With 'Misery,' James Caan Gleefully Hobbled His Tough-Guy Persona
The 1990 adaptation of Stephen King's classic novel won Kathy Bates a well-deserved Oscar, but don't sleep on Caan's brilliant performance.
James Caan was not the first actor considered for the part of Paul Sheldon, the bed-ridden romance novelist who gets disfigured by Kathy Bates's super-fan nurse Annie Wilkes in Misery. In his showbiz memoir Which Lie Did I Tell?, the screenwriter William Goldman, who adapted Stephen King's grisly bestseller for director Rob Reiner in 1990, describes the search for the perfect Sheldon this way: "No one would play the part." William Hurt, Kevin Kline, Michael Douglas, Harrison Ford, Dustin Hoffman, Robert De Niro, Al Pacino, Richard Dreyfuss, Gene Hackman, and Robert Redford all passed. The notoriously fickle Warren Beatty came close, but he had Dick Tracy on his plate. Enter Caan, the Oscar-nominated star of The Godfather, Rollerball, and Thief, who died Wednesday at the age of 82.
For a number of reasons, Caan was not the intuitive pick for the role. There were bigger names in the mix, and the character, a late-career self-identifying hack with unexplored literary aspirations, wasn't necessarily a natural fit for an actor best known for playing gangsters and criminals. According to Goldman, the curly-haired star, who had battled a drug problem and stepped away from Hollywood for several years in the '80s, told Reiner he was clean and that he would "pee in a bottle every day" to prove it if he had to. He wanted the role. Looking back, the often underrated performance is essential to understanding the complex double bind of Caan's endlessly fascinating macho persona.
Misery is a tortured, twisted love story: Annie's obsession with Paul's creations drive her to commit cruel, grotesque acts of violence, but she is not merely torturing her favorite author for sport. She wants something from him—another book in her beloved Misery series—and she will use every method at her disposal to get it. Similarly, Paul is playing a delicate dance with what we would now call a "toxic" fan. There's a lack of ego required for Caan's performance, which might be part of why so many other prominent stars turned it down. (Bates won a Best Actress Oscar for her role, but Caan was not nominated and it's still easy to find arguments for why he was miscast.) As Sheldon, who gets in a car accident on a drive from Colorado to New York and wakes up in a bed in Wilkes's secluded home, Caan is tasked with playing weak, pathetic, and servile. There's a peculiar tenderness and dark humor that drives the movie, an interplay between Caan and Bates that makes the film work.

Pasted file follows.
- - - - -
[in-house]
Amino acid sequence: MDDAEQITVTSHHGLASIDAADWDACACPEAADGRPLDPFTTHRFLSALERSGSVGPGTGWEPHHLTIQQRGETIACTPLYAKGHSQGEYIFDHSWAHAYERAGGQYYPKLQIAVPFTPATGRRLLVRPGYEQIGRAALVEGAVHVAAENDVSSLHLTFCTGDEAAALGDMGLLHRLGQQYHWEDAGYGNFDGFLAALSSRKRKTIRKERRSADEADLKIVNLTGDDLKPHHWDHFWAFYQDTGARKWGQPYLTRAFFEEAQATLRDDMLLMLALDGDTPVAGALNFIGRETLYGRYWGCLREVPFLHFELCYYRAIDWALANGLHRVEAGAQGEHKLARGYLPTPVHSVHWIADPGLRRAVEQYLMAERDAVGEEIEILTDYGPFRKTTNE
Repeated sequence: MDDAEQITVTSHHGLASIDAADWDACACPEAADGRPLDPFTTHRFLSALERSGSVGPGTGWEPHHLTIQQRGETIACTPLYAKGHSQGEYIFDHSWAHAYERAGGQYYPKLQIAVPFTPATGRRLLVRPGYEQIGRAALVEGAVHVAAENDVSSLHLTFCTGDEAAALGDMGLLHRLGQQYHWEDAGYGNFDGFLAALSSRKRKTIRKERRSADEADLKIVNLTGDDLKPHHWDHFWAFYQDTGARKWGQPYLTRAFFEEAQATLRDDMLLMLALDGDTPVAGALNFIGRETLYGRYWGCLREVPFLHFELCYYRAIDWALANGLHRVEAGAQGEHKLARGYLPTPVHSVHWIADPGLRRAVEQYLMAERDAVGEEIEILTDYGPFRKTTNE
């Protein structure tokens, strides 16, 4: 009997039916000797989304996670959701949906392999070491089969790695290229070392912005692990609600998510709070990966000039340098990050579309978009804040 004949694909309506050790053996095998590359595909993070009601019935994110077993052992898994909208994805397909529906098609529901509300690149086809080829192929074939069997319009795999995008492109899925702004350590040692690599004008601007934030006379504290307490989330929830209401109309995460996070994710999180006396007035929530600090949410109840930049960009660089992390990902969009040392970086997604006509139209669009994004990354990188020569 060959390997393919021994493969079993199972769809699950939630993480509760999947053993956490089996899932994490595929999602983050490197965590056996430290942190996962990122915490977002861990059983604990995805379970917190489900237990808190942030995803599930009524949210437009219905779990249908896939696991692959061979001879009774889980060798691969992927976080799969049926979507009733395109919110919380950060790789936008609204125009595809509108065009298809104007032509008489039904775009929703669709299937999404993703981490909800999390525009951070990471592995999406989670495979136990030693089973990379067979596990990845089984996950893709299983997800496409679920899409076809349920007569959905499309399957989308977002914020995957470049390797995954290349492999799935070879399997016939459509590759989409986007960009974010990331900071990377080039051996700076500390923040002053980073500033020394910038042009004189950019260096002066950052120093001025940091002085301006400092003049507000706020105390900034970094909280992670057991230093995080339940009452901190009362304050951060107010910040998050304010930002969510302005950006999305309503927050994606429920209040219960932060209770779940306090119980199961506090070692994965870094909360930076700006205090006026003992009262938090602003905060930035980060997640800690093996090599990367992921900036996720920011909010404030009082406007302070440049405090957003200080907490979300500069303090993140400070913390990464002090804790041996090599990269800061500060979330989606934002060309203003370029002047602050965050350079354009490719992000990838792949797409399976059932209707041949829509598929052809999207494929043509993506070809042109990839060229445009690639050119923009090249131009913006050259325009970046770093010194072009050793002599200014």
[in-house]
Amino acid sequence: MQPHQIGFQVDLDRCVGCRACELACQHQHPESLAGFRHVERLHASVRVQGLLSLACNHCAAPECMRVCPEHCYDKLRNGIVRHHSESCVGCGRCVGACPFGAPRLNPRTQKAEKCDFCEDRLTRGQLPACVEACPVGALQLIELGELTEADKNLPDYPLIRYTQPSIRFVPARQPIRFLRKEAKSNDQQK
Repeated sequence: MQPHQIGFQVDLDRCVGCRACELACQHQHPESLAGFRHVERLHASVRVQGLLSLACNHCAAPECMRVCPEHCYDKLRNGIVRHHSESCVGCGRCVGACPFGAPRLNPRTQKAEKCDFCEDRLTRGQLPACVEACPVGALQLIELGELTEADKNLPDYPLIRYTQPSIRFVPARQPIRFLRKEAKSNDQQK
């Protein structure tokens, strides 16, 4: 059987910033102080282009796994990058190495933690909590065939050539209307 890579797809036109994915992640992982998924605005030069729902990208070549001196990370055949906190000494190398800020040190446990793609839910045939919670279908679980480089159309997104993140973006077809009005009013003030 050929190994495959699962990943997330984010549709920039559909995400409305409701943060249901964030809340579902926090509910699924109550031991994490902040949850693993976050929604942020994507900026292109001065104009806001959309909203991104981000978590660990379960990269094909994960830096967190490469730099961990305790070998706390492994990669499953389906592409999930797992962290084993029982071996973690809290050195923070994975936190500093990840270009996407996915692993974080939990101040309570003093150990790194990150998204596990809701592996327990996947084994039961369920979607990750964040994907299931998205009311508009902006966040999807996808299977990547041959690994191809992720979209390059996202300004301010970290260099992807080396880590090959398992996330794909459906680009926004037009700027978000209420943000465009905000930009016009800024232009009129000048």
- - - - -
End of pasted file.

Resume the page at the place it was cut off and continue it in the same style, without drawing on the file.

That vulnerability, a willingness to push against and constantly tweak the limits of his own tough-guy screen presence, was always part of Caan's gruff appeal: Before appearing in The Godfather, he earned an Emmy nomination for playing Chicago Bears halfback Brian Piccolo in 1970's Brian's Song, one of the essential male weepies of its era. Thief, arguably his best performance, finds Caan embodying filmmaker Michael Mann's code-following professional criminal with an almost otherworldly cool and swagger. But he's more than an archetype or a mythical figure. The part of Frank also demands Caan bring a sense of lived history to lines like the heartbreaking plea he makes to a worker at an adoption agency: "I was state-raised, and this is a dead place."
Like Robert Mitchum or Warren Oates before him, Caan brought an often wry heaviness to his roles. There was sadness, rage, and bemusement. He could mock himself, as he did brilliantly in late-career gems like Elf or Bottle Rocket. In recent years, his Twitter presence, with its steady stream of retrospective photos and his "End of tweet" catchphrase, was one of the rare social media rebrandings that felt genuinely fun and playful instead of cloying and dutiful. That he could deliver a touch of authenticity in such a contrived medium shouldn't have been surprising: That was his gift.
And make no mistake: Misery, with its bursts of brutality and its self-conscious misogyny, has more than a bit of schlock to it. In playing the helplessness of the early sections and the vengeful glee of the finale, Caan fully commits to the uglier aspects of the movie's thrill-ride structure. He nails Paul's sense of superiority and entitlement; he makes his humbling feel earned and unleashes the wrath of Caan with almost surgical precision. At times, particularly in the more tuned-up second half, it feels like Caan and Bates have a stronger grasp on the material than even Reiner does. Like many of the best thrillers, there's a sense that the film is about to go off the rails from a plot and tone perspective. That's part of where the tension comes from.
Still, it's clear from reading Goldman's book that everyone involved with the production understood Caan's unique talents. "One special thing Caan brought to the party is that he is a very physical guy, he is like a shark, he has to keep moving, he cannot be still in a room," the screenwriter wrote. That frenzied quality made him the ideal subject for Annie's exercise in sadism and King's self-mocking portrait of the artist as lab rat. If you're looking for a way to remember Caan, watching Misery is the perfect way to see the shark in action.